As a result of the high-profile Apple vs. Samsung dispute, the activity of obtaining and enforcing design patents has increased significantly. But practitioners may not understand that the validity of a design patent can be challenged using inter partes revision (DPI) and post-grant revision (RPG) procedures. As of July 2017, the PTAB had received 42 IPR and PGR applications involving design patents, with an overall institution rate of around 40%. Eight design patent IPRs led to final written decisions, with 6 determinations of patentability (75%).
The validity of design patents can be challenged in the same way as utility patents, because design patents are subject to similar validity rules. IPRs allow an applicant to challenge validity using only patents and printed publications. Applicants have a broader arsenal of PGRs, including defenses such as the Undefined, Empowerment, and Written Description which are available under 35 USC 112, as well as design patent-specific defenses like lack of ornamentation under 35 USC 171.
The IPR and RPG proceedings offer certain procedural advantages to parties contesting the validity of a patent. For example, disability only needs to be demonstrated by a preponderance of evidence, as opposed to the clear and persuasive standard that applies in federal courts. There are also potential drawbacks, such as the estoppel effects of the PTAB’s final written decision.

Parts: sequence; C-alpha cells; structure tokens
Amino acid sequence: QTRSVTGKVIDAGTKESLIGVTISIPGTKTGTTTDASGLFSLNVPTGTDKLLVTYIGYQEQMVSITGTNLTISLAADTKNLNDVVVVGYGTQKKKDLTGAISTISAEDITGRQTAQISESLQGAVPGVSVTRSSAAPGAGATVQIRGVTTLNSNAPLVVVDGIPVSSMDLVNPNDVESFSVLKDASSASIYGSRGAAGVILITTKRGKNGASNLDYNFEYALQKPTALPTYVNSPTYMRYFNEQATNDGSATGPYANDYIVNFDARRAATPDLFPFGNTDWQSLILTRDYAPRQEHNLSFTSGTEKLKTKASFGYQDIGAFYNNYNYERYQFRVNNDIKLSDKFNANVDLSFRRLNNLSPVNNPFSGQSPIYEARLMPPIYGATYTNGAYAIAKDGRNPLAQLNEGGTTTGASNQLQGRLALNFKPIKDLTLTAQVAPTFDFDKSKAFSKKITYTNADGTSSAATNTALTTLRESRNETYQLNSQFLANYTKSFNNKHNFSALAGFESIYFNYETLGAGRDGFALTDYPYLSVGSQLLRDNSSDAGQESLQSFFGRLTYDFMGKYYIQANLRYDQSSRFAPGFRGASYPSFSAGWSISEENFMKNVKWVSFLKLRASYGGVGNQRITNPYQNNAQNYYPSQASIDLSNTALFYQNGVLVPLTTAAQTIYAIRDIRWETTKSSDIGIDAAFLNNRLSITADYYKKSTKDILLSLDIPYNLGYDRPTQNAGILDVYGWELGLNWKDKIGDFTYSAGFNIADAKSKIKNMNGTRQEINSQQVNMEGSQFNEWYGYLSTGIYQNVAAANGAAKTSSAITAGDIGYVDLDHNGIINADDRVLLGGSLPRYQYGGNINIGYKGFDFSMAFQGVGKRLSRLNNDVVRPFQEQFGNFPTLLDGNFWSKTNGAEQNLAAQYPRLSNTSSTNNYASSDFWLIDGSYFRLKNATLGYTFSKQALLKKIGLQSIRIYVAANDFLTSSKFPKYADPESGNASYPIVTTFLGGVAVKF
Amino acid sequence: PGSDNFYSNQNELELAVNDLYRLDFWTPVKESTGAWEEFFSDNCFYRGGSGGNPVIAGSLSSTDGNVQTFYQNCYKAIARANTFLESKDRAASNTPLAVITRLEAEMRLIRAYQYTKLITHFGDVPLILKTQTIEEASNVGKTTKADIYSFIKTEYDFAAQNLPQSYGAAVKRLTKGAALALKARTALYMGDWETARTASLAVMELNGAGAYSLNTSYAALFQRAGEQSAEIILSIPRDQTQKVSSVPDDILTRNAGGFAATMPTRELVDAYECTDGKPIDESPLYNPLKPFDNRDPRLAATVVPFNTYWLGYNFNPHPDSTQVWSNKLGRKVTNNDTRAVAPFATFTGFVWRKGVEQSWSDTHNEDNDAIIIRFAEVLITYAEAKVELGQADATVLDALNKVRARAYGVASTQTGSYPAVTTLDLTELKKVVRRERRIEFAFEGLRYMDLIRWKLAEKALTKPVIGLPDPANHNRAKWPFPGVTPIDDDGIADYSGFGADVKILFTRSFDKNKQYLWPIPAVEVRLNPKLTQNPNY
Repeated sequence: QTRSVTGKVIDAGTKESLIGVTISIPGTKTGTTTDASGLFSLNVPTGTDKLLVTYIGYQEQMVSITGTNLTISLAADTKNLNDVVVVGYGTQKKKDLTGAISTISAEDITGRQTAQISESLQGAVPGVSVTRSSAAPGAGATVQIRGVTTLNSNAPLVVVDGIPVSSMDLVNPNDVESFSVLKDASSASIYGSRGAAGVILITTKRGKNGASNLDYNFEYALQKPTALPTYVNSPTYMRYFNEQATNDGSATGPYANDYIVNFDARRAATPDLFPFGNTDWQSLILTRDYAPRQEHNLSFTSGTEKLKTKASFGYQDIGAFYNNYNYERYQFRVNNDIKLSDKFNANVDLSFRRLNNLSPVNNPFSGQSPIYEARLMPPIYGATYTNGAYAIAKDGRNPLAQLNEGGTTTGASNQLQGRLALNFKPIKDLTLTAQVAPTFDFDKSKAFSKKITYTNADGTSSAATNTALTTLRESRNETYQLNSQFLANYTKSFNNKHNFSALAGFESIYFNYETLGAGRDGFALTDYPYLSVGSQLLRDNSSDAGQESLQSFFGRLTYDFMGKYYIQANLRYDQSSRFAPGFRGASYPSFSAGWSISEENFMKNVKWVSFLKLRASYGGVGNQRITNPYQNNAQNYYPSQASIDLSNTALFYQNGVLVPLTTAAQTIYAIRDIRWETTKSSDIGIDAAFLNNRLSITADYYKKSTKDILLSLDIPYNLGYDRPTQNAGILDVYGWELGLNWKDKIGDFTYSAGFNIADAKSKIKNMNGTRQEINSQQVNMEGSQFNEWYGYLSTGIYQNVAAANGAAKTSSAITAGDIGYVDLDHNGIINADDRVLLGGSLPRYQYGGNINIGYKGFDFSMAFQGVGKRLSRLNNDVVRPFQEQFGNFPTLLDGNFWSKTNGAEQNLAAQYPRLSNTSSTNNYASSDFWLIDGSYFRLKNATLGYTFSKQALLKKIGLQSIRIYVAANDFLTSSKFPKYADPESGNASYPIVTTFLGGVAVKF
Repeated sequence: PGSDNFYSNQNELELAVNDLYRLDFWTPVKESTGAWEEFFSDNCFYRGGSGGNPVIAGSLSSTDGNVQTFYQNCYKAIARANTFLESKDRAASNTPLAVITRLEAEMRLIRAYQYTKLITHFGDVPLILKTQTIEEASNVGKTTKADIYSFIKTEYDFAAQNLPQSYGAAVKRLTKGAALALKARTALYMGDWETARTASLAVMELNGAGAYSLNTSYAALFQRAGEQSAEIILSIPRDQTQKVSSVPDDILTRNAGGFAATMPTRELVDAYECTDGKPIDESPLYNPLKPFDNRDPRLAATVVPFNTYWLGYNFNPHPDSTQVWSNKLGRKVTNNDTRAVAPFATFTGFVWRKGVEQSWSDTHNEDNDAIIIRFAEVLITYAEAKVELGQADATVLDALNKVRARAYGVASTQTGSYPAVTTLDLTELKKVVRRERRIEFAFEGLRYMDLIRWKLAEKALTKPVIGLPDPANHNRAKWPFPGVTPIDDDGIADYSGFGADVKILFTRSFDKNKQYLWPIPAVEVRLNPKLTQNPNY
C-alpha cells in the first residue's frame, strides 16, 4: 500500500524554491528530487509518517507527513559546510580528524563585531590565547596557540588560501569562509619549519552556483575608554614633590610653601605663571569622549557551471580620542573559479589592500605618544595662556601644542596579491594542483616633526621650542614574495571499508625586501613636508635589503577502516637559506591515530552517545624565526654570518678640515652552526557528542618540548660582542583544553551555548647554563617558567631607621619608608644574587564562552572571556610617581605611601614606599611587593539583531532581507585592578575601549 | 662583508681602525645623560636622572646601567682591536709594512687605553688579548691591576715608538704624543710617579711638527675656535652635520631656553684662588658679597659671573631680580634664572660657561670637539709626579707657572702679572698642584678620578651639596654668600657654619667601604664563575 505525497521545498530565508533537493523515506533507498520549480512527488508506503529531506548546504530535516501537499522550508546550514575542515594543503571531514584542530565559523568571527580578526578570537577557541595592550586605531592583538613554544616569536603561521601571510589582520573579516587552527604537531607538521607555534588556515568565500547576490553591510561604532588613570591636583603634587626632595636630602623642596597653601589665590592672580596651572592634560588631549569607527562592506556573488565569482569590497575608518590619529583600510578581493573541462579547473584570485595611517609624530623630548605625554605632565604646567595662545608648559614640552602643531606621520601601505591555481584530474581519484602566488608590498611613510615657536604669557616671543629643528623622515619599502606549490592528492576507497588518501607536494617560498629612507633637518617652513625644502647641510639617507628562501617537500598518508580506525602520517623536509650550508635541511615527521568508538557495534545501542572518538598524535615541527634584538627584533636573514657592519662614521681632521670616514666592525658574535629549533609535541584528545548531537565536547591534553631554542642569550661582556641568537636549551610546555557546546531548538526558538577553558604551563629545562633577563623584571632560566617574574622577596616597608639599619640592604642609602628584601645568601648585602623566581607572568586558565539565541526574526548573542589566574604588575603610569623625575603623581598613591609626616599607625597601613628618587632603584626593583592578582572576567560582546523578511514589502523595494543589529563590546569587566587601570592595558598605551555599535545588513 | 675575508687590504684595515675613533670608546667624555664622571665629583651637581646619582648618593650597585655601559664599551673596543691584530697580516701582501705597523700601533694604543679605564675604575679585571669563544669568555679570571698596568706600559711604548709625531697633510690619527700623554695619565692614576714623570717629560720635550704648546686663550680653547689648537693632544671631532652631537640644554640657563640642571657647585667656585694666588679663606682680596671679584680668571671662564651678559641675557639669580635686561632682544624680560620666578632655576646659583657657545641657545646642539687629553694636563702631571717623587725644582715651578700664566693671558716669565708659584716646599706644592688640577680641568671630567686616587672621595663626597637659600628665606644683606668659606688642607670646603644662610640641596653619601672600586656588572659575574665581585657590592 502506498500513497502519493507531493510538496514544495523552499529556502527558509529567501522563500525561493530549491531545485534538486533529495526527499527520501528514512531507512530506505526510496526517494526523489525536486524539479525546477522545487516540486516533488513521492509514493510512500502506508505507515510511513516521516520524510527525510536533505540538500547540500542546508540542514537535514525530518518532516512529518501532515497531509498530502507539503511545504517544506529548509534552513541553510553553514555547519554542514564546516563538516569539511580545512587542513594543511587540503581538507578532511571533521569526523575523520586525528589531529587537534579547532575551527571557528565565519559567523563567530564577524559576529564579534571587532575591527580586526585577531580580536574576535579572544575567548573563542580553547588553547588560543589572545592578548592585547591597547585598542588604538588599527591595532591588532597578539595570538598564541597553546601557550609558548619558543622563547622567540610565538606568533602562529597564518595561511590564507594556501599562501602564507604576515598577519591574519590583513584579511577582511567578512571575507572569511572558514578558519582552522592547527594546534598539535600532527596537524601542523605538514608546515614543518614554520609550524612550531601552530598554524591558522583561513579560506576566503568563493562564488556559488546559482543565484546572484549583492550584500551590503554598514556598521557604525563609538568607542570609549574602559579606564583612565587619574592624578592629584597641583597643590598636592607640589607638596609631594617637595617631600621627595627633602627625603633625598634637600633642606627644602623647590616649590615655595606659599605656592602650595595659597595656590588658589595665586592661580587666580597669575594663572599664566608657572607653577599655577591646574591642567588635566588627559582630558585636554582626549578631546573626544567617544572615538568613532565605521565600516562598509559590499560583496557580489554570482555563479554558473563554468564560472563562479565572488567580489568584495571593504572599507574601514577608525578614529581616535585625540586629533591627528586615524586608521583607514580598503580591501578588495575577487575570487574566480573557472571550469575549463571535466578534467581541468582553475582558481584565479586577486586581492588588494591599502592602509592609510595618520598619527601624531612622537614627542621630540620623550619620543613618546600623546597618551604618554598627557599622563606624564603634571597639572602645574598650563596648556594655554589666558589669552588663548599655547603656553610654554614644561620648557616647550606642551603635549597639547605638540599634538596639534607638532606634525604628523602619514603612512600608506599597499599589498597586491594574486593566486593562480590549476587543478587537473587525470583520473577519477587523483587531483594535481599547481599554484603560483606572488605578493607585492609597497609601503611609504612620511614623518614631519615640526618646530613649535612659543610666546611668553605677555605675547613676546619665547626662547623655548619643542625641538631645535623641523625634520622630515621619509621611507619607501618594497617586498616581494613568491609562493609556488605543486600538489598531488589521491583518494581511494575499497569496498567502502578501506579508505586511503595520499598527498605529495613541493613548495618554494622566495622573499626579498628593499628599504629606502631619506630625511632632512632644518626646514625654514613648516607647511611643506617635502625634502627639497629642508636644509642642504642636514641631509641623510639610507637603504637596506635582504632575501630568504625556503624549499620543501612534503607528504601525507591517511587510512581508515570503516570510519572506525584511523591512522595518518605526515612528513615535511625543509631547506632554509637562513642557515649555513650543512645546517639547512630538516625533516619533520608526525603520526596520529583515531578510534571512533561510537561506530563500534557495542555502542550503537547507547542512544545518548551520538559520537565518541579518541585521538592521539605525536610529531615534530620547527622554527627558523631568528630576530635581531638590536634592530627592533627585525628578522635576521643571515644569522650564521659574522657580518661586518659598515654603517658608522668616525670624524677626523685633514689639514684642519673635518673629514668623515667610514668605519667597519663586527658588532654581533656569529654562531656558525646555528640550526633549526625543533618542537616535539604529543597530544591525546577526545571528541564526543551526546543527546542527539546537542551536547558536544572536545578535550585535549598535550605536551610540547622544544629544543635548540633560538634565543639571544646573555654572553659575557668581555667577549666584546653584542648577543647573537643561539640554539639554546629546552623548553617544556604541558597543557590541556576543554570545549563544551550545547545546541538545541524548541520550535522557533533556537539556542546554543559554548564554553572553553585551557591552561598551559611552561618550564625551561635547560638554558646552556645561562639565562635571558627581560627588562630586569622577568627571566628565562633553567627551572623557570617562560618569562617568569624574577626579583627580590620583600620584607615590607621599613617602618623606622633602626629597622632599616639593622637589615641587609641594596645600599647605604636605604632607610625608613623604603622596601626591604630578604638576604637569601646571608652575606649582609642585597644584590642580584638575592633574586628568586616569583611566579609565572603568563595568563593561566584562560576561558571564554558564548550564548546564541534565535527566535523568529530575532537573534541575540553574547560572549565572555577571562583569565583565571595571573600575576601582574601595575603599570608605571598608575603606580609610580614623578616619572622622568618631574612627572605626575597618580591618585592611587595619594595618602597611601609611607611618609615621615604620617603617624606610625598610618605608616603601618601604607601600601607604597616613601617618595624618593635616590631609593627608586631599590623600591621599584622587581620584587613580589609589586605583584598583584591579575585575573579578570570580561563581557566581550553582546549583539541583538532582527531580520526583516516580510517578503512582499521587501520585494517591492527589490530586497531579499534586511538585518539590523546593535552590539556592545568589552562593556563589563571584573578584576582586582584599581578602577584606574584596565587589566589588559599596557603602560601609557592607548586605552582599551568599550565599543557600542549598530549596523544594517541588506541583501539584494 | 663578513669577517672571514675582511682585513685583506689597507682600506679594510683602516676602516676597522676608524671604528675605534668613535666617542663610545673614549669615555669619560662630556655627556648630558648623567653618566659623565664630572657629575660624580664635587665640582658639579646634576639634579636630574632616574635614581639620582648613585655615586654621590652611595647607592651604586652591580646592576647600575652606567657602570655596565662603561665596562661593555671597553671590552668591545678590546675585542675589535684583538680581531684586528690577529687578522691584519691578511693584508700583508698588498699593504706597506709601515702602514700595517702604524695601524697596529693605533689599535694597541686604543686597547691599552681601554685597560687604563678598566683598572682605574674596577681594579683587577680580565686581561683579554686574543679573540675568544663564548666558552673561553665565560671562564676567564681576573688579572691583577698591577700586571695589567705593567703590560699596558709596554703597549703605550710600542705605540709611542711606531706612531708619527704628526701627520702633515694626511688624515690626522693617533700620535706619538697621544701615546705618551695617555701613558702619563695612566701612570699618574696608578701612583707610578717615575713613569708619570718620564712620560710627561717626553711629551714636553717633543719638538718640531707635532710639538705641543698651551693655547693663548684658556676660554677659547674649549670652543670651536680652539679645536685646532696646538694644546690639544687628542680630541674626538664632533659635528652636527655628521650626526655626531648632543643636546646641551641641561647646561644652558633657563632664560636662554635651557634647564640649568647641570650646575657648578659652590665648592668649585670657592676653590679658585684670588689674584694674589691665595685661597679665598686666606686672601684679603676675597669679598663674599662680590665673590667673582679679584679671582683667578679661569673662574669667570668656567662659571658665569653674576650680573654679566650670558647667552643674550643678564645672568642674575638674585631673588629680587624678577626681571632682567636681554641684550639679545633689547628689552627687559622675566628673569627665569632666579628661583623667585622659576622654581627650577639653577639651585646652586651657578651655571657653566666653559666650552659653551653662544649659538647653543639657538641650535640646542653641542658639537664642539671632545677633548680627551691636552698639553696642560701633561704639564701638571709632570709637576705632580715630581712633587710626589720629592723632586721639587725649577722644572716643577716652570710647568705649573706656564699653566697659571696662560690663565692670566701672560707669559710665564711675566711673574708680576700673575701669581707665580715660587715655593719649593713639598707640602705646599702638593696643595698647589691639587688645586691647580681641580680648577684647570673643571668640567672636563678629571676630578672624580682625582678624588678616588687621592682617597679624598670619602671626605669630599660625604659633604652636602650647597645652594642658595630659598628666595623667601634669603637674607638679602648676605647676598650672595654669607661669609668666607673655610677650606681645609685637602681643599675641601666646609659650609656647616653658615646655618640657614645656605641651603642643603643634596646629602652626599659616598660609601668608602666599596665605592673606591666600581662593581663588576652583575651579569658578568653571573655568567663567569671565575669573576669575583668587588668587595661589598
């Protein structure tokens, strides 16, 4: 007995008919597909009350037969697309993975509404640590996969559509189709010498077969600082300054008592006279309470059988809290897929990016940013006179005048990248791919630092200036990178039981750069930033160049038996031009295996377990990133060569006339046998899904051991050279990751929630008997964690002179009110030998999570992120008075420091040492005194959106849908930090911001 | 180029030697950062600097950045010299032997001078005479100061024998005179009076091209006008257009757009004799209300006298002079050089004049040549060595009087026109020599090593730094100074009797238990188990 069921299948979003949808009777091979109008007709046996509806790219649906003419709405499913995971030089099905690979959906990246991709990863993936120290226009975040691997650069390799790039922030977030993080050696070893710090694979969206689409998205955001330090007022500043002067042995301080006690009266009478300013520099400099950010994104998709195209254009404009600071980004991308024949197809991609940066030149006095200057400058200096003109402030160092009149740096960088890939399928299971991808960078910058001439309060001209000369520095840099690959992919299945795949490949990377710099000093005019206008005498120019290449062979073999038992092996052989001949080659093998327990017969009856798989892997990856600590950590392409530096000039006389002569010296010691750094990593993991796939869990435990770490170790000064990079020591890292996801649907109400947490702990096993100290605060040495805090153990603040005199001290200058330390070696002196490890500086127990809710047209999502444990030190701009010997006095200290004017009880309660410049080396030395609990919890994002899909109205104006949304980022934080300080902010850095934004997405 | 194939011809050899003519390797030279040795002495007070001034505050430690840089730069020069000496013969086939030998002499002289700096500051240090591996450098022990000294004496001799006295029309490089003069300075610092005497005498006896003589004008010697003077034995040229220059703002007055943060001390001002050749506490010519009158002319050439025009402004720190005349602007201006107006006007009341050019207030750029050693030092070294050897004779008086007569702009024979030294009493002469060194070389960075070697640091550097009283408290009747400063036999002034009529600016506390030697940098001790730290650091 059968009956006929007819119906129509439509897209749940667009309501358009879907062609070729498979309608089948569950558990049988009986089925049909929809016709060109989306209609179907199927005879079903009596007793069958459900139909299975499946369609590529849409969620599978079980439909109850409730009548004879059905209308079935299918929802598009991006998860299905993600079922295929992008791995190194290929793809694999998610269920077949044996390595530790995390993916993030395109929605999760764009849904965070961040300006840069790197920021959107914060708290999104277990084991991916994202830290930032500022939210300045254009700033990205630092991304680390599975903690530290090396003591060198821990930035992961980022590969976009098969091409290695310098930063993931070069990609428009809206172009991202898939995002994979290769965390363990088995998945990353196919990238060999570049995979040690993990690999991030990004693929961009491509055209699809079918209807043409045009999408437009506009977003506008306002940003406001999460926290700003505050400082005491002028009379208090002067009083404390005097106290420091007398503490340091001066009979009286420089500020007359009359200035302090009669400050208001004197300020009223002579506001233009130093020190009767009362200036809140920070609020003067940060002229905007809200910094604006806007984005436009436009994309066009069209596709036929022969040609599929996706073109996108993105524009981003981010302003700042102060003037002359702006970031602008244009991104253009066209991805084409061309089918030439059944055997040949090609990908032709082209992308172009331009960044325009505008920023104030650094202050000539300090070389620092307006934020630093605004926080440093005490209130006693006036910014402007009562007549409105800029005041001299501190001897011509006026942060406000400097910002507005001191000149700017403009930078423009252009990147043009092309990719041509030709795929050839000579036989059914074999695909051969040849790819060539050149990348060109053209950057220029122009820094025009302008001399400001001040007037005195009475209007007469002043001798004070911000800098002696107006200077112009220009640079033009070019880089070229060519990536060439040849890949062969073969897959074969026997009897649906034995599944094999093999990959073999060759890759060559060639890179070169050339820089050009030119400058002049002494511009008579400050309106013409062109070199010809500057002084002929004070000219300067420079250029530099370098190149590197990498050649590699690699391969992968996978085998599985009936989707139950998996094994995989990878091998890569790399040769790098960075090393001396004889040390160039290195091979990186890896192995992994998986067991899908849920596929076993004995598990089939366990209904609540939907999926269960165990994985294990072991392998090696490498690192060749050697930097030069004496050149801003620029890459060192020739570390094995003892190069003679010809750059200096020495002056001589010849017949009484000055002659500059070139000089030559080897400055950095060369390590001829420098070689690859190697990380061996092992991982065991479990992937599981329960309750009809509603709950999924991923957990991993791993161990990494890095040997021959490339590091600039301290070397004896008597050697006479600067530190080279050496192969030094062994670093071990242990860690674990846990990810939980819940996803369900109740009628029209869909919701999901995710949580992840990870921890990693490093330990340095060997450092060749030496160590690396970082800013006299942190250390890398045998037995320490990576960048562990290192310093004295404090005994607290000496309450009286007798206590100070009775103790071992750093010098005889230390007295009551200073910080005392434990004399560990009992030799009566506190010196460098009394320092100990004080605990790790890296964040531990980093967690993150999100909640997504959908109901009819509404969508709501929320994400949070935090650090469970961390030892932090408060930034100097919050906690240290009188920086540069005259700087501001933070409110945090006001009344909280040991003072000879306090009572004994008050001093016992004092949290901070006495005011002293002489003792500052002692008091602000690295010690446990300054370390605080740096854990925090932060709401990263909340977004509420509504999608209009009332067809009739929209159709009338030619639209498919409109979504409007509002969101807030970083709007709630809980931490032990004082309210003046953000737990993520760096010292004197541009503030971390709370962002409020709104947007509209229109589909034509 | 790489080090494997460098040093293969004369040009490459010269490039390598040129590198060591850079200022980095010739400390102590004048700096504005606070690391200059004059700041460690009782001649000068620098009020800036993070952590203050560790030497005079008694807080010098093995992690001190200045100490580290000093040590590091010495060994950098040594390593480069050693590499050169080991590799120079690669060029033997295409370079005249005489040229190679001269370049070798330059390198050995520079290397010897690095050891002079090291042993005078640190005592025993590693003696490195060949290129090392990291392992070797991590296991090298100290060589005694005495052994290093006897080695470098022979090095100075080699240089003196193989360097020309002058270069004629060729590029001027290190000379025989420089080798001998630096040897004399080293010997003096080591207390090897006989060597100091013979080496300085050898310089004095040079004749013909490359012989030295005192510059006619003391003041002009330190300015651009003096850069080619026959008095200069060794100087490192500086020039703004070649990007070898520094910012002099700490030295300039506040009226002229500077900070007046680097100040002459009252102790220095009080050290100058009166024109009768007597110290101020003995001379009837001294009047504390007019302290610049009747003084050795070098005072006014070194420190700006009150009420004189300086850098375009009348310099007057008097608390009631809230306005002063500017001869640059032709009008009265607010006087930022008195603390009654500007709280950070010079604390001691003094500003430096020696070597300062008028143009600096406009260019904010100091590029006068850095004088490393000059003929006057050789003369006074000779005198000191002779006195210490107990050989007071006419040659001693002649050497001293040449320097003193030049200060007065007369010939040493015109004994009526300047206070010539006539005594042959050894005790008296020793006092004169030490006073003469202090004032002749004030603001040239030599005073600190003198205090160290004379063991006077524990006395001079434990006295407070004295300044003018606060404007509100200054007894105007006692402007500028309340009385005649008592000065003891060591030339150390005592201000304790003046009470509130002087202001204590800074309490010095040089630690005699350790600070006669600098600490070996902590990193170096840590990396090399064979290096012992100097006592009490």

Interestingly, there are potential strategic advantages to seeking out IPRs or GARs, even in cases where the PTAB denies the institution or considers the disputed patents to be valid. For example, the PTAB interprets the claimed design of a contested patent in its decision whether or not to initiate an IPR or GAR proceeding, as well as its final written decision. In doing so, the PTAB can influence functional aspects of the design or address technical issues such as claimed object (solid lines) versus unclaimed object (broken lines). As another example, the PTAB may take the priority of the claimed design into account in determining whether the claimed prior art meets applicable legal requirements. Such interpretations of claims and priority determinations could be relevant for parallel litigation in federal courts to frame other defenses, such as non-infringement.